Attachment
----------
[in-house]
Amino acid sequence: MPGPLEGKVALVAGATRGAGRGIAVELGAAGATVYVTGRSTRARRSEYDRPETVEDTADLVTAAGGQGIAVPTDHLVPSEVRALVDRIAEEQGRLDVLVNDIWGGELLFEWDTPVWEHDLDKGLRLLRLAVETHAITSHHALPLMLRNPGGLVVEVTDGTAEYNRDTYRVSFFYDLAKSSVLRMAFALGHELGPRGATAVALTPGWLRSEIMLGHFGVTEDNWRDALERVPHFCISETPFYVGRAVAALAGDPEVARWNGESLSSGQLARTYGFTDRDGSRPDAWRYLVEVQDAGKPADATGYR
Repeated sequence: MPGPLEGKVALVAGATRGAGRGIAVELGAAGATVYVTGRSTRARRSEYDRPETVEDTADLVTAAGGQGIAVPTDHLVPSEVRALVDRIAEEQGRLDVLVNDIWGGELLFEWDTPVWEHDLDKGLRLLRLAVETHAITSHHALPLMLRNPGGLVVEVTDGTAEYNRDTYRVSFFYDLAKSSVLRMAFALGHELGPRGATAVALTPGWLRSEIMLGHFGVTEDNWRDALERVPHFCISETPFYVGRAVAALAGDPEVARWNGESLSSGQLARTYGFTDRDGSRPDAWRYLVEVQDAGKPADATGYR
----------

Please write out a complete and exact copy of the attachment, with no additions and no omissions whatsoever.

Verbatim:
[in-house]
Amino acid sequence: MPGPLEGKVALVAGATRGAGRGIAVELGAAGATVYVTGRSTRARRSEYDRPETVEDTADLVTAAGGQGIAVPTDHLVPSEVRALVDRIAEEQGRLDVLVNDIWGGELLFEWDTPVWEHDLDKGLRLLRLAVETHAITSHHALPLMLRNPGGLVVEVTDGTAEYNRDTYRVSFFYDLAKSSVLRMAFALGHELGPRGATAVALTPGWLRSEIMLGHFGVTEDNWRDALERVPHFCISETPFYVGRAVAALAGDPEVARWNGESLSSGQLARTYGFTDRDGSRPDAWRYLVEVQDAGKPADATGYR
Repeated sequence: MPGPLEGKVALVAGATRGAGRGIAVELGAAGATVYVTGRSTRARRSEYDRPETVEDTADLVTAAGGQGIAVPTDHLVPSEVRALVDRIAEEQGRLDVLVNDIWGGELLFEWDTPVWEHDLDKGLRLLRLAVETHAITSHHALPLMLRNPGGLVVEVTDGTAEYNRDTYRVSFFYDLAKSSVLRMAFALGHELGPRGATAVALTPGWLRSEIMLGHFGVTEDNWRDALERVPHFCISETPFYVGRAVAALAGDPEVARWNGESLSSGQLARTYGFTDRDGSRPDAWRYLVEVQDAGKPADATGYR